I manage a socially awkward team and this is leading to problems with communication.
Ever since I started at the company, and before I managed the team, I noticed how quiet the team was, and how reluctant they were to want to engage with others in the office.
My boss has now raised this as an issue to me, saying it is leading to other problems, such as not wanting to talk to other teams when doing so would quickly resolve matters. My team resort to using IT systems in place as a means to avoid making contact with others in the company.
It was put to me that my team, and others in the office, just don't work together as a team and the root cause of this appears to be a lack of willingness to communicate.
I know people on my team lack good interpersonal skills. They have little interest in social events, and often put off other teams communicating with them because of their behaviour.
We all sit next to each other, leading to complaints that we sit too close to each other because the desks are too small. My personal opinion is that by being situated closely to each other I would have hoped there would be no problems with communication.
The office used to be really quiet, but there are some new starters who make a lot of noise, and there have been constant complaints from people on my team about the noise being made, even though I consider the noise to be banter and employee bonding, to improve work relationships.
So the crux of what I need is for the team to communicate more effectively.
One particular example is when a bug is assigned to someone on my team, they take a quick look and can't see the problem, so mark the bug as unable to reproduce. This sends the bug back to the test team and they then have to get more people such as their boss involved to get the bug fixed, when what we really want is for the people on my team to go and speak to the tester who raised the bug so that they can see for themselves what the problem is.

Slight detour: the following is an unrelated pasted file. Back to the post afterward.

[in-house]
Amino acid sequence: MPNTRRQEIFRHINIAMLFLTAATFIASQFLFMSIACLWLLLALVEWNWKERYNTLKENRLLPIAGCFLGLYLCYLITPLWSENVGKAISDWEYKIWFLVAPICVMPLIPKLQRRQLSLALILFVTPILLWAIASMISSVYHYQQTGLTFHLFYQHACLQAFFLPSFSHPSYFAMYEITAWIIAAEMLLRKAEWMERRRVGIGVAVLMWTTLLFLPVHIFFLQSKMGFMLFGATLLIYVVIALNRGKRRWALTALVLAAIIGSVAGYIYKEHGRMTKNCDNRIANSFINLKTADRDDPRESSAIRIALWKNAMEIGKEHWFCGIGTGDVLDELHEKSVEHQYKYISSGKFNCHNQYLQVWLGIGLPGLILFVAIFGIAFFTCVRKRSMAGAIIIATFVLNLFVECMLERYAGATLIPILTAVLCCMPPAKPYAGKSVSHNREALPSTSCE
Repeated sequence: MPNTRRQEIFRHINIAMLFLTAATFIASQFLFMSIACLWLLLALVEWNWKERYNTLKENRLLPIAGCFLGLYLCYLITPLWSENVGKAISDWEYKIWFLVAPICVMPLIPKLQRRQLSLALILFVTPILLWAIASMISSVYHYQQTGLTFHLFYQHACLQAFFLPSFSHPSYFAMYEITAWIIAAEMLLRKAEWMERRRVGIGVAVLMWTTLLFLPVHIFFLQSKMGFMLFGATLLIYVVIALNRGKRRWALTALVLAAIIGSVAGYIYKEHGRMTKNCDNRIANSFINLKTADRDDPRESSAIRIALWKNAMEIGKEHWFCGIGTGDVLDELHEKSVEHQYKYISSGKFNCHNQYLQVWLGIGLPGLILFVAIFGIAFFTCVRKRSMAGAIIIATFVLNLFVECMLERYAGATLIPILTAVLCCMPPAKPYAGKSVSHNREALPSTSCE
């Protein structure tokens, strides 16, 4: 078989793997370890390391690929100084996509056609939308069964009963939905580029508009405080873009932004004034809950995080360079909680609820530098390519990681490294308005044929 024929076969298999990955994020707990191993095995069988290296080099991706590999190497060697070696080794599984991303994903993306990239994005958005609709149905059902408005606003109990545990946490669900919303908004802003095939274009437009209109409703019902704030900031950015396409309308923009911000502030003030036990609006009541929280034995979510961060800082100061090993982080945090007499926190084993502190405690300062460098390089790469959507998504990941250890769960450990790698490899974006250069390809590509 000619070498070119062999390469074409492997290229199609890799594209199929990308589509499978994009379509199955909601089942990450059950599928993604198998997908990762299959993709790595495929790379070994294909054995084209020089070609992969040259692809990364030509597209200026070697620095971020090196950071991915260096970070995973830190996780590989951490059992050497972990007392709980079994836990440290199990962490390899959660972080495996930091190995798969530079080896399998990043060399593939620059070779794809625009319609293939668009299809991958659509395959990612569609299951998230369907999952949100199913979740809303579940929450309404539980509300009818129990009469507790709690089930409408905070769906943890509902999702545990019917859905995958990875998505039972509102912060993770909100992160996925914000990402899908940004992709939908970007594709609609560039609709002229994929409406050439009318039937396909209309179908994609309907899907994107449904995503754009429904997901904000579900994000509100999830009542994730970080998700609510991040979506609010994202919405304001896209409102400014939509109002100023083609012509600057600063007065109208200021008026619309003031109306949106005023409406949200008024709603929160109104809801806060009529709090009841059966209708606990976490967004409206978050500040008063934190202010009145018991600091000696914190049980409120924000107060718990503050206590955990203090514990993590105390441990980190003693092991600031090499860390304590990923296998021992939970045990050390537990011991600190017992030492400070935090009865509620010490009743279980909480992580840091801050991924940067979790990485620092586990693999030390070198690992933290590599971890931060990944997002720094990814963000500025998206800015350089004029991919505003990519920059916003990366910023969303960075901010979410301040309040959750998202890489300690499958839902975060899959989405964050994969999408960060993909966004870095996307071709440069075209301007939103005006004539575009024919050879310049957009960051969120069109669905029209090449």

I've said many times to my team about increasing our visibility, about going to talk to other team members, and to socialise in the office more to improve relationships.
It seems that beating the team with a stick and saying this needs to happen has not resolved the issue, so what can I do to make my team communicate more effectively, internally, and with other teams?
Social activities usually take place during work hours. I can only think of events at Christmas where social activities have taken place outside of work hours. For each social event, it is the people in the office who decide what is generally going to happen: the company doesn't force random social events on anyone.
We each have our own desk. Although small, they are individual desks. I have raised the issue of the desks being small before, but we have other offices with the same size desks and the staff are happy with the size of them and this is often cited as a reason for not getting bigger desks amongst other reasons.
The bug reports include videos and the steps required to reproduce the bugs. My boss and I take one look at them and see the problem, but the developers don't follow the instructions and then mark the bugs as unable to produce in a very lazy manner. Then they don't bother to ask the testers who reported the bugs for help on reproducing the bugs.
We have two development teams, and we often have to create specifications to get both teams software to work together, but when the two teams won't even talk to each other, what happens is one team goes off and does one thing and the other team goes off and does something else. As managers we don't want to micromanage. We want to let the teams to define the interfaces because they are senior developers and it is their responsibility within the company to do so.
I was a developer before I was a manager, and I prefer text-based communication over meetings and discussions. That said, I do think there is a balance between quickly just discussing something with someone to get a resolution without sitting there for a couple of days struggling and not saying anything, or just going off and doing your own thing despite being told what specifically needs to happen, with the reason given for doing so as they thought they knew better, yet didn't ask what the reasons were for the decisions made.
My boss has cited me as a role model for what he would like, because I do get up from my desk and go and sit with the testers and go through problems, I do speak to the project manager and I do talk with the other development team to better understand the software they deliver. Trying to teach my team to do the same is easier said than done as they are long serving members of staff and reluctant to change.